Categories: Economic News

Dry Bean Research returns good global economic value

( – An economic study that analyzed 40 years of data from international agricultural research efforts led by American universities showed that an initial investment of $1.24 billion has returned more than $10 billion, or more than eight dollars for every dollar invested, worldwide. . The study was funded by the United States Agency for International Development.

The economic study, “Economists study impact of international agricultural research at US universities,” was conducted by economic researchers at Kansas State University and was reported by Benjamin Kohl.

Among the research programs cited in the study is the Feed the Future Innovation Lab for Legume Systems Research, a research and capacity-building program run by Michigan State University that focuses on grain legumes in West Africa and southern

One of the Legume Innovation Lab projects is led by North Dakota State University’s Department of Plant Sciences, dry bean breeder Juan Osorno and genomicist Phil McClean.

Between 2012 and 2018, Osorno and McClean led research efforts in Guatemala for the genetic improvement of climbing beans in the western highlands of Guatemala. His current research program is the genetic improvement of dry beans for bruchid resistance for southern Africa.

Mozambique and Zambia provide about 30% of the total production of common beans (Phaseolus vulgaris) in Africa. However, bean weevil (bruchid) infestations that cause a loss in quality and quantity of more than 48% of stored beans are a key cause of some of the highest levels of malnutrition and poverty in the world. Collaborative efforts between bean breeders and geneticists Osorno and McClean, Carlos Urrea (University of Nebraska) and Kelvin Kamfwa (University of Zambia) aim to develop germplasm resistant to bruchids, with the goal of developing new varieties resistant to brucids with good agronomic performance and improved storage and cooking properties.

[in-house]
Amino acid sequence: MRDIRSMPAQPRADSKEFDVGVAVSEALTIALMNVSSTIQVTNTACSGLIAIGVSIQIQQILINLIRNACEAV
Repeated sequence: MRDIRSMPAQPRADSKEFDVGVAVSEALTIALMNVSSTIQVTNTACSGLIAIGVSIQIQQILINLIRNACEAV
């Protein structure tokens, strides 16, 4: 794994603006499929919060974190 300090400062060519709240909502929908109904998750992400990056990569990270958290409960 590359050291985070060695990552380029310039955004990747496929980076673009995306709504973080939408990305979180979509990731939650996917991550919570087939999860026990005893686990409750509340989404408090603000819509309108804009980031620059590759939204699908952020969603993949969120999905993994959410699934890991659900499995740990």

Already considered a “game changer” in the bean value chain in southern Africa, the development of bruchid-resistant varieties will improve food security in the region by providing a new product that can be safely stored for periods of longer times without losing quality. In addition, the project will improve the technical knowledge of small bean farmers, bean scientists and other stakeholders in the region by training the next generation of scientists and plant breeders for the region.

Although COVID-19 travel restrictions did not allow Osorno to visit in person, interaction with collaborators in Zambia and Mozambique via Zoom and other virtual tools allowed the project to move forward. Osorno eventually traveled to Mozambique and Zambia, South Africa, to review work that began in January 2020. The visit included visits to research plots, storage facilities, greenhouse materials and laboratories screening of smears. “I was impressed to see that despite the initial challenges that came with COVID-19, the research never stopped,” Osorno said.

Osorno is proud that the research has added North Dakota to the global initiative to improve and increase pulse production in developing countries as well as established production areas around the world. The plan is to release the first bruchid-resistant variety with local adaptation and commercially acceptable seed type in the region sometime next year.

The research was made possible by support provided by the US Agency for International Development under the Feed the Future Innovation Lab for Legume Systems Research.


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